Study

The effect of shrub removal on small mammals in costal sand dunes, Nahal Alexander National Park, Israel

  • Published source details Kutiel P., Peled Y. & Geffen E. (2000) The effect of removing shrub cover on annual plants and small mammals in a coastal sand dune ecosystem. Biological Conservation, 94, 235-242

Summary

The sand dunes of the 190 km long Israeli coastal plain are threatened with development and pollution, with less than 17% of sand dunes remaining and under 5% formally protected. Furthermore, in protected areas, shifting dunes once formed long-narrow ridges, with less than 5% vegetation cover, but over the last fifty years they have lost their longitudinal shape and have become vegetated by shrubs and dwarf-shrubs forming up tp 80 % cover. It has been suggested that preventing pasturage in designated nature reserves has this allowed succession to occur. These sand dunes, however, support the only endemic mammal species in Israel, both rodents - Buxton's jird Meriones sacramenti and Anderson's gerbil Gerbillus andersoni allenbyi. In this study, the impact of above-ground removal of woody vegetation cover on the mammal species composition, species richness and diversity is examined.

Woody shrub removal: In September 1995, all of the above ground woody vegetation was manually removed (using saws and pruning hooks) from two 50 x 50 m plots, each separated by over 200 m. Two 50 x 50 m control plots, which were similar in plant cover and composition to the cleared plots, were paired with a cleared plot and located within 50-200 m.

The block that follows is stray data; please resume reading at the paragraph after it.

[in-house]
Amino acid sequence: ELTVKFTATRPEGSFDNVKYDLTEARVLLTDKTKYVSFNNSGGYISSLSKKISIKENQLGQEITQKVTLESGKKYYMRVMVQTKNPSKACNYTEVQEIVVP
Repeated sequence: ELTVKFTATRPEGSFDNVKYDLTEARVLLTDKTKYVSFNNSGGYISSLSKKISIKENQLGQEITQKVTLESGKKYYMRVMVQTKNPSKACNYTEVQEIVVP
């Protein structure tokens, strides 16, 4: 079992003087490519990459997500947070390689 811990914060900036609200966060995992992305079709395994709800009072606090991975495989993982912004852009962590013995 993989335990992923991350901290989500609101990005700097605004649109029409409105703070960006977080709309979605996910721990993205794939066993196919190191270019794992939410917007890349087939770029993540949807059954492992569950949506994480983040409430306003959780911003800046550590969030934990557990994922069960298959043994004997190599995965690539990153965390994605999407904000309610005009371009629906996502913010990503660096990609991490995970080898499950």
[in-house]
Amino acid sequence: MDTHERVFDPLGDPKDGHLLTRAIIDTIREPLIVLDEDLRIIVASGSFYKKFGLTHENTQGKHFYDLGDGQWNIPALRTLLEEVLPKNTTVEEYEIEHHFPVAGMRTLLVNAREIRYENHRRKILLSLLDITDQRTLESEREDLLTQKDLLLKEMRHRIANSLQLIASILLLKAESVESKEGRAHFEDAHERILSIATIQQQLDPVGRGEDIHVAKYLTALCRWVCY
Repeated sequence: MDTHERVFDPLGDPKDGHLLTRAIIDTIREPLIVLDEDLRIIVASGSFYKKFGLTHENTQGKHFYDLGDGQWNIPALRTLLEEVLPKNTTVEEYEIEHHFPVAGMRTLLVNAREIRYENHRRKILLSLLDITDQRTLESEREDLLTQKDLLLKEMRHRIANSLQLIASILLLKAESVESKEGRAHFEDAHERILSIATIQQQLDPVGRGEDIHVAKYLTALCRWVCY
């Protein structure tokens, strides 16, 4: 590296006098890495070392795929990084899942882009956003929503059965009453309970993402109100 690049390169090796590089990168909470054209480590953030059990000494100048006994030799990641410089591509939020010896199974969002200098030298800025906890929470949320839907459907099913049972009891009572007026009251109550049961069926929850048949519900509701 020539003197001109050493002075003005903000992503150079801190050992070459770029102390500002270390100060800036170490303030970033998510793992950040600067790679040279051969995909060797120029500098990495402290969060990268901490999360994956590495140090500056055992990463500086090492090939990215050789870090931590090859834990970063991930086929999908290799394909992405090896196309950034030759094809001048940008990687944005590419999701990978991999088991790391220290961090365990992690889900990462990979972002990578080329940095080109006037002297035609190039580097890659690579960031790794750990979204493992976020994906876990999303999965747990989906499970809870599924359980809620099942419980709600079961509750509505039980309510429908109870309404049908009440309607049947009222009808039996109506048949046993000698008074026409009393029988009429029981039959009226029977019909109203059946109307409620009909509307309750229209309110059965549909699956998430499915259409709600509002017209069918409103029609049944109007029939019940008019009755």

Small mammal live-trapping: From December 1995 until September 1996, thirty-six Sherman collapsible traps (23 x 8 x 9 cm), baited with bread and peanut butter, were set on a 10 m grid set in the centre of the plots. Each month and starting on the same night, every plot was censused for four consecutive nights, giving a total of 5,184 trap/nights. Traps were set at dusk and examined the following morning, after which they were closed. In the winter, traps were covered with small plastic bags to prevent rain from entering, and partly filled with cotton wool to provide insulation. Trapped mammals were identified to species, toe clipped for individual identification and released at the capture site.

Small mammal community: Anderson's gerbil Gerbillus andersoni allenbyi and house mouse Mus musculus were the most abundant small mammals captured overall. However, the control and cleared plots revealed very different species compositions.

Cleared plots: A total of 125 small mammls were captured. Of theses 107 (85.6%) were gerbils, eight (6.4%) Tristram's jird Meriones tristrami , 6 (4.8%), house mouse, 1 (0.8%) black rat Rattus rattus, and 3 (2.4%) white-toothed shrew Crocidura russula.

Conrol plots: In control plots, a similar number, but a lower percentage, of gerbil were caught (124 of 263 total captures, 47.1%), fewer Tristram's jird were captured (3, 1.1%), eighteen times more house mouse (109, 41.4%), twelve times more black rat (12, 4.6%), and five times more white-toothed shrew (15, 5.7%).

Conclusions: While the sand dune specialist Anderson's gerbil continued to thrive and Tristram's jird increased in abundance in cleared compared to control plots, other small mammals were generally found at much lower densities. Consequently, scrub removal seems to have been successful at promoting the two rare sand dune rodent endemics. (See also Case 397 for the effect of this management on annual plants).


Note: If using or referring to this published study please read and quote the original paper. This is available from http://www.environmental-expert.com/magazine/elsevier/biocon/index.htm. Please do not quote as a conservationevidence.com case as this is for previously unpublished work only.

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